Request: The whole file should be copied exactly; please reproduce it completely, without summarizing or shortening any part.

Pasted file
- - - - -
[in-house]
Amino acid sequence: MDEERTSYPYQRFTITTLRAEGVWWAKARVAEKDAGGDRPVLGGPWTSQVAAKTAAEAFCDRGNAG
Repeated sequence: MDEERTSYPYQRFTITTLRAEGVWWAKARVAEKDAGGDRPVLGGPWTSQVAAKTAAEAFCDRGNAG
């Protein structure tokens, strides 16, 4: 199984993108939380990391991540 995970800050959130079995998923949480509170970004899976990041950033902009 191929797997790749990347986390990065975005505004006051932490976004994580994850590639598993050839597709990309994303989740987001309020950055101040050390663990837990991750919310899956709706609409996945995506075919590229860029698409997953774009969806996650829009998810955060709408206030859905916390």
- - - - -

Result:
[in-house]
Amino acid sequence: MDEERTSYPYQRFTITTLRAEGVWWAKARVAEKDAGGDRPVLGGPWTSQVAAKTAAEAFCDRGNAG
Repeated sequence: MDEERTSYPYQRFTITTLRAEGVWWAKARVAEKDAGGDRPVLGGPWTSQVAAKTAAEAFCDRGNAG
């Protein structure tokens, strides 16, 4: 199984993108939380990391991540 995970800050959130079995998923949480509170970004899976990041950033902009 191929797997790749990347986390990065975005505004006051932490976004994580994850590639598993050839597709990309994303989740987001309020950055101040050390663990837990991750919310899956709706609409996945995506075919590229860029698409997953774009969806996650829009998810955060709408206030859905916390």